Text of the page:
Computer Forensics v. E-Discovery: What Every Expert Should Know

Kelly Todd

By Kelly Todd

March 13, 2013

Increasingly, the answers to the most fundamental litigation questions – the “who, what, where, when, and why” – are contained in electronically stored information (ESI), which can be retrieved through electronic discovery (e-discovery) and/or computer forensics.

Before you get to that crucial step, however, you need to understand both the applications and parameters of e-discovery and computer forensics as it can be critical to the outcomes of litigated matters.

E-Discovery and Computer Forensics

The primary focus of standard e-discovery is the collection of active data and metadata from multiple hard drives and other storage media.  Litigation can be supported by active data (information readily available to the user, such as e-mail, electronic calendars, word processing files, and databases), or by metadata (that which tells us about the document’s author, time of creation, source, and history).

Data collected in e-discovery can be limited; for deeper recovery, computer forensics is often used.

The goal of computer forensics is to conduct an autopsy of a computer hard drive – searching hidden folders and unallocated disk space to identify the who, what, where, when, and why from a computer. A significant amount of evidence is not readily accessible on a computer; when this occurs, a computer forensic examination is necessary.

Data Gathered by Computer Forensics

When we use computer forensics, we are typically retrieving specific, accessible, and inaccessible data, such as:

-Automatically stored data: Data that is automatically stored by the computer, like with an automated backup. A file that has been purged from a server may still exist as a copy on the user’s hard drive.

-Deleted files: “Deleted” but not destroyed. Deleted data can remain on a hard drive until it is overwritten or wiped.

-Residual or “ghost” data: Data that remains recoverable from a computer system, but isn’t readily accessible, such as deleted files or file fragments.

-System data: An electronic trail of activity on a computer or network.

-Wiping software: If wiping software has been used, it can be detected with computer forensic software.

Preservation of the original evidence is critical.  Creating a mirror image of the storage device produces an exact replica, bit for bit, of the original device that allows investigation of past use without alteration of the evidence.


The Court’s View of Computer Forensics

In the last decade, it has become common for the courts to enter an order requiring the mirror imaging of hard drives and peripheral devises that could contain responsive and relevant evidence to an opposing party’s request for production. See, e.g., Communications Center, Inc. v. Hewitt, 2005 WL 3277983 (E.D. Cal, April 5, 2005).

However, computer forensics and mirror imaging have been constrained by the courts to avoid overly broad and intrusive measures without sufficient justification. In McMurdy Group v. American Biomedical Group, Inc. 9 Fed. Appx. 822, 2001 WL 536974 (10th Cir. 2001), the Court of Appeals found that mere skepticism alone of a party’s will to produce copies of relevant and non-privileged documentation isn’t sufficient to warrant computer forensics.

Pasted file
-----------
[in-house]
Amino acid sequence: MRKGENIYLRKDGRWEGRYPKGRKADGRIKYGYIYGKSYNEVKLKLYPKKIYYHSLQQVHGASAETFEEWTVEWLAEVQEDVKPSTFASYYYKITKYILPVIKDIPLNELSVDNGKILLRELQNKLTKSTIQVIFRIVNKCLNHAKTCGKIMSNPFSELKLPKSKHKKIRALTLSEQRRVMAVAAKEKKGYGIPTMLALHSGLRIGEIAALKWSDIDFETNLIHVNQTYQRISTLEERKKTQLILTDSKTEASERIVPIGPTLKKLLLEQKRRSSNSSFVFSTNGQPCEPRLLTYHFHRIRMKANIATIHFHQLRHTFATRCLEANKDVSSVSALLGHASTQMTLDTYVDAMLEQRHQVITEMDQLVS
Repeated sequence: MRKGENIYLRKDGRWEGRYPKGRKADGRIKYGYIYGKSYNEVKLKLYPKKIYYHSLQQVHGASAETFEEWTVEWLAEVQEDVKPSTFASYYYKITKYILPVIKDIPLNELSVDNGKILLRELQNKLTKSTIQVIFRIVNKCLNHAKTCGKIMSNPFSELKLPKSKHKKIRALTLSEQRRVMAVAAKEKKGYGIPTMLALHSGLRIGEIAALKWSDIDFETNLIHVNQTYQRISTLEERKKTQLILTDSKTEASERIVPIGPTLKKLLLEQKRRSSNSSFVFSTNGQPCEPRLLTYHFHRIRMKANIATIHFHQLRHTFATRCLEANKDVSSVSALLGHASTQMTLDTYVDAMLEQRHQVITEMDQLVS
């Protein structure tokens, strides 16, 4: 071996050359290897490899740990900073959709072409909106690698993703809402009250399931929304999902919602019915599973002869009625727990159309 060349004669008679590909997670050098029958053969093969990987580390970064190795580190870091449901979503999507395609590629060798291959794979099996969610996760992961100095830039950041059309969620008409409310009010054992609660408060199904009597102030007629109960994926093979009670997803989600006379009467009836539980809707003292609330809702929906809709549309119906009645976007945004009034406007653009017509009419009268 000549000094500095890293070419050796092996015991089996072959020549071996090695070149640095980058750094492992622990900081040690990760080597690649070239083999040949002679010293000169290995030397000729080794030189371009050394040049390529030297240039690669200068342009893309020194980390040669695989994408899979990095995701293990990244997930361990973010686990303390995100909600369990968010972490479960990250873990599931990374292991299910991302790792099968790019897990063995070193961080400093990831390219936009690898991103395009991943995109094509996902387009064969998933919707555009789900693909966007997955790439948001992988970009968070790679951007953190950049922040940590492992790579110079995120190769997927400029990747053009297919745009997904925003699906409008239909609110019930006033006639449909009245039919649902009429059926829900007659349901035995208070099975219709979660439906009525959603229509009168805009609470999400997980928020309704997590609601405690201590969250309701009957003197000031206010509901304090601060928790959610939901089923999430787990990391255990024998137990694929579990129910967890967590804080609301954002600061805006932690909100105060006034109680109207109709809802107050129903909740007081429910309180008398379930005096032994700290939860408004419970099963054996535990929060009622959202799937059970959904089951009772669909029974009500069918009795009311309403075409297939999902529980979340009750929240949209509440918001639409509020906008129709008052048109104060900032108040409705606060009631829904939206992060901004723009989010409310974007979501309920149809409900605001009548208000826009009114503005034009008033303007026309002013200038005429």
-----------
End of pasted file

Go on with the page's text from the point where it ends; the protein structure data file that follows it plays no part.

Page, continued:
Courts have found, though, that reasonable conclusions about the potential whereabouts of relevant evidence can be justification for computer forensics. In Balboa Threadworks, Inc. v. Stucky, No. 05-1157-JTM-DWB, 2006 U.S. Dist. LEXIS 29265, 2006 WL 763668 (D. Kan. Mar. 24, 2006), the court ruled that computer forensics recovery was “particularly important” in this copyright infringement case because of the use of computers to allegedly download copyrighted material. Even though one defendant claimed that his computers were not used for the benefit of the business, the use of said computers to draft a document pertaining to infringement was reason enough to find evidence on any of the computers in question.

To avoid the denial of a request, it helps to create specific and limited requests. See e.g., Rowe Entertainment v. William Morris Agency, 205 F.R.D. 421, 427-28, 432-33 (S.D.N.Y. 2002), or Simon Property Group L.P. v. mySimon, Inc., 194 F.R.D. 639, 641 (S.D. Ind. 2000).

The Bottom Line

Computer forensics and e-discovery are both valuable ways to retrieve ESI, and countless cases have been critically bolstered by the ESI gathered in the course of an investigation and discovery process.

Because the discovery of ESI can easily become overly broad and intrusive, one must have a clear understanding of the issues when considering the deep-dive approach that computer forensics requires.

For more information, reference my article in “Dunn on Damages” from the Fall 2012 issue:

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